Massage Doesn't Speed Muscle Recovery
Study suggests massage after exercise may hinder recovery
WebMD News Archive
Aug. 19, 2004 -- In addition to the thousands of athletes, coaches, and
trainers who are making the Olympics happen in Athens this week, 100 volunteer
massage therapists are on hand to knead the knots from bodies pushed to the
limit. It is widely believed in sports medicine circles that massage helps
muscles recover faster after intense exercise, but new findings from the U.K.
do not support the theory.
Investigators found that massages done after exercise did not increase the
blood flow to muscles, which is associated with enhanced muscle recovery.
However, massages did increase blood flow to the skin, suggesting that massage
may actually hinder muscle recovery by diverting blood from the muscles. The
findings are published in the August issue of the journal Medicine &
Science in Sports & Exercise.
These results question the effectiveness of massage after exercise on
muscles in the recovery process from a physiological perspective, write lead
researcher Tessa Hinds, BSc, and colleagues from Manchester Metropolitan
But Hinds is quick to point out that the findings do not mean that
therapeutic massage is harmful or of no benefit to competitive athletes. She
tells WebMD that the increased blood flow to the skin during massage probably
does not affect muscle recovery and that there has been little research into
the psychological benefits of massage in the athletic arena.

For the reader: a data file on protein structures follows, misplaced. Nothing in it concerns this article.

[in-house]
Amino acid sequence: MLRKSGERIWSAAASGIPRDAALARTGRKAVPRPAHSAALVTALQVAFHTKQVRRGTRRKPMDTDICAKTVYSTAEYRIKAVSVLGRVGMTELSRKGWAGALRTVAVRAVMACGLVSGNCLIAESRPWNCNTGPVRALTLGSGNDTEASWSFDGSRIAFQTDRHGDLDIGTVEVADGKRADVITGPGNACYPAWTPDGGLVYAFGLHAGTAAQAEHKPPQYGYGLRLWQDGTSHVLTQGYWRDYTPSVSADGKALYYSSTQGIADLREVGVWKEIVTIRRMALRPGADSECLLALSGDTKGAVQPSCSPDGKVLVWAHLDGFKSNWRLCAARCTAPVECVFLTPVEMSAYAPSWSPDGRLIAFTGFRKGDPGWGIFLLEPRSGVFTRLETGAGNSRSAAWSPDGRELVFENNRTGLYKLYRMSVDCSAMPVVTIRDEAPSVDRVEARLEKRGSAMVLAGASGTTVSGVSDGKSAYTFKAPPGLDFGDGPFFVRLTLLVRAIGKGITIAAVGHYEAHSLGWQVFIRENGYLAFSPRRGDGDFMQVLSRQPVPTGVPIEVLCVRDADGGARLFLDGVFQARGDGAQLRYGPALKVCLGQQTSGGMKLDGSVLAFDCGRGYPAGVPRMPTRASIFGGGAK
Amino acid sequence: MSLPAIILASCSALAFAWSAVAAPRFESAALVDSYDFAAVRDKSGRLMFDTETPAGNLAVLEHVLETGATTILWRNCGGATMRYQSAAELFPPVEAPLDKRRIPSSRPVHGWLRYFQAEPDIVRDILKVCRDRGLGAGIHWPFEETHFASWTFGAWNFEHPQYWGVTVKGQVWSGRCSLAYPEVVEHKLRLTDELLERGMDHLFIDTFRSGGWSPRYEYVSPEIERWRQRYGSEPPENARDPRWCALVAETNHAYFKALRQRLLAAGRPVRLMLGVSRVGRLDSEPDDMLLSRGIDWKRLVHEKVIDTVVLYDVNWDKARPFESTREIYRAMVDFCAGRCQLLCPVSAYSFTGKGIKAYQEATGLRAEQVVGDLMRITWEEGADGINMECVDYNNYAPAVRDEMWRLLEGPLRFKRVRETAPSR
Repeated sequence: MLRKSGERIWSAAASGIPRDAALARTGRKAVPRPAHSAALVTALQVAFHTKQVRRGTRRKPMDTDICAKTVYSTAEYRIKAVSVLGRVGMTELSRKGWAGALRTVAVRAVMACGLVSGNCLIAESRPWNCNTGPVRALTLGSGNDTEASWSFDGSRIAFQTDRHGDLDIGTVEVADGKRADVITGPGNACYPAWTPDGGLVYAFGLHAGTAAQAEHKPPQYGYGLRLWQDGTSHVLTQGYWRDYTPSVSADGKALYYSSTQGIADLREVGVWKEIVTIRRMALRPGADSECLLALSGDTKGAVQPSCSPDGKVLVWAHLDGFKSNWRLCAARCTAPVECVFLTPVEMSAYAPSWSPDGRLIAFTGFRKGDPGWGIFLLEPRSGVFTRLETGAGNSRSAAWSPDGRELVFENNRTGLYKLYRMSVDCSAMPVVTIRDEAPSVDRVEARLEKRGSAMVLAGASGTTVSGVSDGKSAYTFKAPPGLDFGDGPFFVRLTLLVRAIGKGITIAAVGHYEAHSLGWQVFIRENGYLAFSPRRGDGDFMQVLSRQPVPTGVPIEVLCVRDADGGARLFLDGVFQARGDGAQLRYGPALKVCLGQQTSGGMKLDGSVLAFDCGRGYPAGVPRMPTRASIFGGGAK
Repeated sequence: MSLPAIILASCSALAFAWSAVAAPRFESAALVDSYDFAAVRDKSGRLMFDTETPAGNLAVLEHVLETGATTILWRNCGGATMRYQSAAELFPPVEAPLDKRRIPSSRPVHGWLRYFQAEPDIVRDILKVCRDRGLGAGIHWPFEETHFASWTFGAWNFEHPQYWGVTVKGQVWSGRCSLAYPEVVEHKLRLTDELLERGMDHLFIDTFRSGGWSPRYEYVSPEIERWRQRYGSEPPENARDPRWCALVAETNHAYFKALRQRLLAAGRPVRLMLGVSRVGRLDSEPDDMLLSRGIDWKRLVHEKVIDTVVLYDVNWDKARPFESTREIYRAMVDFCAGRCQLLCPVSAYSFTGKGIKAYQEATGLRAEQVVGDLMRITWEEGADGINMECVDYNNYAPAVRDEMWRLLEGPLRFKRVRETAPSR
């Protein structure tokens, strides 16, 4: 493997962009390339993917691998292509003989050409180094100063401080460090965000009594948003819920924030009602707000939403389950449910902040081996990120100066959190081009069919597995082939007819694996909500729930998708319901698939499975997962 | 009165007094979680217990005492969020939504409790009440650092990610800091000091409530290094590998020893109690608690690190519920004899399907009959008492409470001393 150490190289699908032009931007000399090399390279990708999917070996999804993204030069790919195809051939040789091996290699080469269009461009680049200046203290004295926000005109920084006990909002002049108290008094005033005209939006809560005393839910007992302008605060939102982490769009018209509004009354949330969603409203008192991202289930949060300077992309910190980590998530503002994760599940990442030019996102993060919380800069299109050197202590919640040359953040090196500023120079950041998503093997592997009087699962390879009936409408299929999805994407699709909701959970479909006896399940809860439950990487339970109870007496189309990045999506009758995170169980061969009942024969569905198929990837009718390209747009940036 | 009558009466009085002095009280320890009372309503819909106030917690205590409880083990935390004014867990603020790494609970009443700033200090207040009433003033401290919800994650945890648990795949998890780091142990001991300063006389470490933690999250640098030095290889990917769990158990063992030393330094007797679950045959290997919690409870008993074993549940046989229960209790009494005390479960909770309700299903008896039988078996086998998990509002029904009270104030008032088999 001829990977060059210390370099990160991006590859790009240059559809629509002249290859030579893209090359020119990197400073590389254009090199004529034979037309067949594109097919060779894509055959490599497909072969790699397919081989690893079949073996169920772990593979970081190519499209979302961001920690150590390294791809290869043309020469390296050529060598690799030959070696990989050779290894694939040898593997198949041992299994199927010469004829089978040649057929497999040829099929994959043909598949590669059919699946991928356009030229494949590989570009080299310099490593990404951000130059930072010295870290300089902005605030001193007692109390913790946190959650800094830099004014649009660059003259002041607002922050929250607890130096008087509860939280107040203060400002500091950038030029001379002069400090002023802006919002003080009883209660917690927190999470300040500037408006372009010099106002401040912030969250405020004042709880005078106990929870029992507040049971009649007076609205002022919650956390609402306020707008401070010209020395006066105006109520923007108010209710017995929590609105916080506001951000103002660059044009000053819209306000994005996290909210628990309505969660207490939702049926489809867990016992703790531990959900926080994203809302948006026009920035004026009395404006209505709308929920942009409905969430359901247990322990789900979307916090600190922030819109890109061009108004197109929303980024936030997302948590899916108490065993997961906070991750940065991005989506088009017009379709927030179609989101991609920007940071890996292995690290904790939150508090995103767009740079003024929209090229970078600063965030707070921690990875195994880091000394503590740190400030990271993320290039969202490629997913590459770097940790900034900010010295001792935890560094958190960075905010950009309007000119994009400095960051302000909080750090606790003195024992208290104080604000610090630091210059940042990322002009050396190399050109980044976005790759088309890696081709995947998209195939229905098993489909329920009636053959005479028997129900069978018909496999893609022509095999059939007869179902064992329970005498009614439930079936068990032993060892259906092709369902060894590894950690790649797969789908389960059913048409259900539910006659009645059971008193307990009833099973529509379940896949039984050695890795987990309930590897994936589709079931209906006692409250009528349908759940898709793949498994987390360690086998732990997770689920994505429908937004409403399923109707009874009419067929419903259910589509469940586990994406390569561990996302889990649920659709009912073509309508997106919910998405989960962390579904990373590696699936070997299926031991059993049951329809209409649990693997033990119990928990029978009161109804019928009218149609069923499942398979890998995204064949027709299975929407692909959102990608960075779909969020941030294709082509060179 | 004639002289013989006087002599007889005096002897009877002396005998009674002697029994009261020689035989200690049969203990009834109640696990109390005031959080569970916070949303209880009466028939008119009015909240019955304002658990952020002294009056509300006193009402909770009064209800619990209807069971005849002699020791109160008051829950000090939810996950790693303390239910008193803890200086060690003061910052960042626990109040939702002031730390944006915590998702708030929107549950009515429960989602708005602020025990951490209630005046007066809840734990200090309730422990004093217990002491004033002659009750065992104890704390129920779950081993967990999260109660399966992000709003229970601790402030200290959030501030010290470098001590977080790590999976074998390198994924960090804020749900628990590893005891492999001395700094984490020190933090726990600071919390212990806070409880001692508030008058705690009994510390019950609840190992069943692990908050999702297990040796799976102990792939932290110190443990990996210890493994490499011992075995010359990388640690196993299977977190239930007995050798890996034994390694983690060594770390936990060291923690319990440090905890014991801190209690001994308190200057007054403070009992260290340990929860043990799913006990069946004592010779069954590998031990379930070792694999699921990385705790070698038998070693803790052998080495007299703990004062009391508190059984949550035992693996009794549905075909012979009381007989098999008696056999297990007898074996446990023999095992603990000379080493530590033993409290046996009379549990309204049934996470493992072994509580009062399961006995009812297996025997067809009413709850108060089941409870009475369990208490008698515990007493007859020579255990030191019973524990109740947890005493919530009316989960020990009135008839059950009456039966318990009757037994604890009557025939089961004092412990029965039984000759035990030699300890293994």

"The message is certainly not that massage has no place (in sports
medicine)," she tells WebMD. "Nobody has really looked at issues like
endorphin release and other endpoints suggesting a psychological benefit. We
all know how we feel after we have a massage. We feel wonderful, and that could
certainly translate into improved performance."
Physical therapy professor Lynn Millar, PhD, agrees. Millar tells WebMD that
in several studies measuring delayed onset muscle soreness, massage after
exercise was associated with a decrease in perceived pain.
Millar, who is a spokeswoman for the American College of Sports Medicine,
says the fact that the study participants were given massages immediately after
exercise could explain the failure to find a blood flow benefit.
"Blood flow can remain elevated for 30 minutes or more after exercise,
so you wouldn't expect to see big changes with massage," she says. "But
there has been some suggestion of a recovery benefit among athletes who have
massages one or two hours after exertion."
Later Is Better
In a 1994 study, a 30-minute massage immediately after exercise had no
impact on recovery, but muscle soreness was reduced significantly when
administered two to six hours later.
Millar recommends that elite athletes and weekend warriors wait an hour or
two after exercising before having a massage.
Ron Percht, who is communications director for the American Massage Therapy
Association, tells WebMD that more studies are needed on the impact of
therapeutic massage on athletic performance. The AMTA represents some 50,000
massage therapists from 27 countries.
"This study was testing a theory as to why massage may provide benefit,
and the theory wasn't borne out," he says. "But that doesn't mean that
massage isn't beneficial. It just means they haven't found out why or